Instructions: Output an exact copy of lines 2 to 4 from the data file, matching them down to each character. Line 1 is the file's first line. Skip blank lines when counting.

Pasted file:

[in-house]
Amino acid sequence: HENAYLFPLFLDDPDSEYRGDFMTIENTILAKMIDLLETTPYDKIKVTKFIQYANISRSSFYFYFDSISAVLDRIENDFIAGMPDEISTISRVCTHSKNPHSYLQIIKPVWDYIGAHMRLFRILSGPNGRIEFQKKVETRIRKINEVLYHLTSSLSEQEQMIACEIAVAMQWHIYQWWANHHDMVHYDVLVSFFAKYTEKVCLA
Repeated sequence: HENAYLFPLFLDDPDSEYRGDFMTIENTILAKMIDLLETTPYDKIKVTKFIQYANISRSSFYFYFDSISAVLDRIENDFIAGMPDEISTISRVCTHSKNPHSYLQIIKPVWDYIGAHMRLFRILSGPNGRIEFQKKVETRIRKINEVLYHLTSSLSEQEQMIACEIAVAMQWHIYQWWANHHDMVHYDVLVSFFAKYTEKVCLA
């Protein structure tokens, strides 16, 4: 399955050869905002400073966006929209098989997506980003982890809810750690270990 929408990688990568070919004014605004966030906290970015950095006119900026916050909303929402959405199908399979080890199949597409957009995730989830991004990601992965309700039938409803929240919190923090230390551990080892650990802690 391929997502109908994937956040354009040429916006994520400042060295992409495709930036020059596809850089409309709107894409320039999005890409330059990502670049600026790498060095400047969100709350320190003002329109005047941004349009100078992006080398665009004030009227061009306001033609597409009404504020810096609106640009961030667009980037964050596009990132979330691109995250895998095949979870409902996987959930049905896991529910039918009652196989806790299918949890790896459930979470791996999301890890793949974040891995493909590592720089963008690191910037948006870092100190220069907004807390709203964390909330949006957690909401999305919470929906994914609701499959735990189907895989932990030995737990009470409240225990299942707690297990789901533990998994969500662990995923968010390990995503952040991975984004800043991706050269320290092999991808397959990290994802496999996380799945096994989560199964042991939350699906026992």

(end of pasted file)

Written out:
Amino acid sequence: HENAYLFPLFLDDPDSEYRGDFMTIENTILAKMIDLLETTPYDKIKVTKFIQYANISRSSFYFYFDSISAVLDRIENDFIAGMPDEISTISRVCTHSKNPHSYLQIIKPVWDYIGAHMRLFRILSGPNGRIEFQKKVETRIRKINEVLYHLTSSLSEQEQMIACEIAVAMQWHIYQWWANHHDMVHYDVLVSFFAKYTEKVCLA
Repeated sequence: HENAYLFPLFLDDPDSEYRGDFMTIENTILAKMIDLLETTPYDKIKVTKFIQYANISRSSFYFYFDSISAVLDRIENDFIAGMPDEISTISRVCTHSKNPHSYLQIIKPVWDYIGAHMRLFRILSGPNGRIEFQKKVETRIRKINEVLYHLTSSLSEQEQMIACEIAVAMQWHIYQWWANHHDMVHYDVLVSFFAKYTEKVCLA
């Protein structure tokens, strides 16, 4: 399955050869905002400073966006929209098989997506980003982890809810750690270990 929408990688990568070919004014605004966030906290970015950095006119900026916050909303929402959405199908399979080890199949597409957009995730989830991004990601992965309700039938409803929240919190923090230390551990080892650990802690 391929997502109908994937956040354009040429916006994520400042060295992409495709930036020059596809850089409309709107894409320039999005890409330059990502670049600026790498060095400047969100709350320190003002329109005047941004349009100078992006080398665009004030009227061009306001033609597409009404504020810096609106640009961030667009980037964050596009990132979330691109995250895998095949979870409902996987959930049905896991529910039918009652196989806790299918949890790896459930979470791996999301890890793949974040891995493909590592720089963008690191910037948006870092100190220069907004807390709203964390909330949006957690909401999305919470929906994914609701499959735990189907895989932990030995737990009470409240225990299942707690297990789901533990998994969500662990995923968010390990995503952040991975984004800043991706050269320290092999991808397959990290994802496999996380799945096994989560199964042991939350699906026992």